Jun 6, 2007

A conservative case for the immigration bill

From the Dallas Morning News.
This is the most far-reaching and thoughtful reform of our immigration system in four decades and one that will significantly enhance American competitiveness. As with any political compromise, improvements can be made. But the basic framework is one that conservatives should support. Indeed, for conservatives who opposed last year’s immigration bill, this package represents a step forward.

The immigration system is in desperate need of repair. Any attempt to fix it must start with three givens: the need to regain control of our borders, the need to deal rationally with 12 million illegal immigrants already playing an integral role in our economy, and the need to restructure our immigration system so that we maintain our competitive strength in the global economy.

The Senate package addresses all three needs in a manner that advances conservative values.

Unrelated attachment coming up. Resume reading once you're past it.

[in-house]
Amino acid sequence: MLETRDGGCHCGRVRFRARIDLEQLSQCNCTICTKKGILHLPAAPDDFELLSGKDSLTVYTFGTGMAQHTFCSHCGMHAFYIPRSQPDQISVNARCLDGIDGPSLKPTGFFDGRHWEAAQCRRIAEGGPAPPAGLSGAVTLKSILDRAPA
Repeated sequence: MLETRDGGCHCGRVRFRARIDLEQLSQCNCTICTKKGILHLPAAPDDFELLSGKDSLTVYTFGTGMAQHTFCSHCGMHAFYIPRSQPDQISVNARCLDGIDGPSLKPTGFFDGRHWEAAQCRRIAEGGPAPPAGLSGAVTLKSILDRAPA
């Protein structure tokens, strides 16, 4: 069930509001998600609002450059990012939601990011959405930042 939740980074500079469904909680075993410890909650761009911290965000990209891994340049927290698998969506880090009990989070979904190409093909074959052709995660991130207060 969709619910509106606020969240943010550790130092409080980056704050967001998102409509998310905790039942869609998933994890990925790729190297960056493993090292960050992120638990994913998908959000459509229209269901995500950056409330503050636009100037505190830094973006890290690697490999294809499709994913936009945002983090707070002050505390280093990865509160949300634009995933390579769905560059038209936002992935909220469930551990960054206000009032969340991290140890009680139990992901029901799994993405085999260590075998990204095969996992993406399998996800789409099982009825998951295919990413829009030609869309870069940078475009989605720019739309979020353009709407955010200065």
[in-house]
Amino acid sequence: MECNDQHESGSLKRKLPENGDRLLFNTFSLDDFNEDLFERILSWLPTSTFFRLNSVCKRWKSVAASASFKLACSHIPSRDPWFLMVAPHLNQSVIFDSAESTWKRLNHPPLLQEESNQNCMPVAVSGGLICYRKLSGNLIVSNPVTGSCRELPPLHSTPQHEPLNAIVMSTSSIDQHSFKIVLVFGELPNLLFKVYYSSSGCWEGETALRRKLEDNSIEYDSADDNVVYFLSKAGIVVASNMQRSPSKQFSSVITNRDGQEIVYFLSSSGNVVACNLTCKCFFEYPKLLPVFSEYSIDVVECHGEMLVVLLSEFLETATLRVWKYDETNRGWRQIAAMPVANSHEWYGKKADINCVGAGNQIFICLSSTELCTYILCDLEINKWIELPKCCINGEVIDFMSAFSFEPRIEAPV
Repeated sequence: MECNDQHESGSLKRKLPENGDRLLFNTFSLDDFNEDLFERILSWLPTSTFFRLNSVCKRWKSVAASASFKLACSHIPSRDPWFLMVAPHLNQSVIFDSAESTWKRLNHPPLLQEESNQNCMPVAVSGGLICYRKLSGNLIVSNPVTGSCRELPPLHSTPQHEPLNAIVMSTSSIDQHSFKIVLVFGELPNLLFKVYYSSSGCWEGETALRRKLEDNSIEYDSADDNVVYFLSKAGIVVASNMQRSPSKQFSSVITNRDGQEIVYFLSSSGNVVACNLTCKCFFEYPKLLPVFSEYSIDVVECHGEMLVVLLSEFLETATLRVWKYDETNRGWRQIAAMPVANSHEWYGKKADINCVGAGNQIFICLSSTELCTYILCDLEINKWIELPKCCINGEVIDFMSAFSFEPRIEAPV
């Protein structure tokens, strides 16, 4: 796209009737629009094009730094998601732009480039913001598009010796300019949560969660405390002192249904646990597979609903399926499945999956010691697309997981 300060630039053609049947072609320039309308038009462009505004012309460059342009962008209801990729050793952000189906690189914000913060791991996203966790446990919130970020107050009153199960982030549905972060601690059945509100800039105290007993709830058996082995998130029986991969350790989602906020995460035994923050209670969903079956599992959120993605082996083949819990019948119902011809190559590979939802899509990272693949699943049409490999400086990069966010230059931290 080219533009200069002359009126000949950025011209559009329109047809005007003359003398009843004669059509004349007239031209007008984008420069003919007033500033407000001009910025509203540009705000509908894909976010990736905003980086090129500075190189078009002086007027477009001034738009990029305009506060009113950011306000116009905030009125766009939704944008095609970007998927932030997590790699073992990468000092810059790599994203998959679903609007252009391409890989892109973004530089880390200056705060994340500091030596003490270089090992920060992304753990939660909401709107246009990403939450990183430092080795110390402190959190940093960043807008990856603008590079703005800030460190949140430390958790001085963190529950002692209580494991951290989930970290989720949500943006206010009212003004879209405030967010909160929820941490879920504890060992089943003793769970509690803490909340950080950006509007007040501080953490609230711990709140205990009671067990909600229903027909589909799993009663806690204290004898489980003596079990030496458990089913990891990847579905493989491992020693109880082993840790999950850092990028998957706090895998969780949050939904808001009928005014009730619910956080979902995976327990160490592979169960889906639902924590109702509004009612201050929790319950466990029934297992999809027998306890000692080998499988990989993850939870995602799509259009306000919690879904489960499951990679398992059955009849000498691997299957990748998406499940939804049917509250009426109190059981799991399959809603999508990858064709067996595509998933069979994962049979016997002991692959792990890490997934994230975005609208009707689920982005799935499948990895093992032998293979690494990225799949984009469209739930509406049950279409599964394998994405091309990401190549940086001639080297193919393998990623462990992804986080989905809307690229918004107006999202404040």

Read the whole thing. Via Patrick Hynes who adds:
I have personally grown intractable in my support for comprehensive reform and, to be quite honest, the tone and tenor of the debate had grown so dramatic and hyperbolic, I was beginning to unidentify with conservatives. As I have written before, the conservative movement is making a dreadful mistake by alienating Hispanics in this country.

Now, before you go saying, but we’re just talking about illegal immigrants, we love the other kind; let me simply state that there have been far too many “these people are criminals!” dropped too loosely for that dubious distinction to come across in the rhetoric and talking points of the restrictionists.

What he said.

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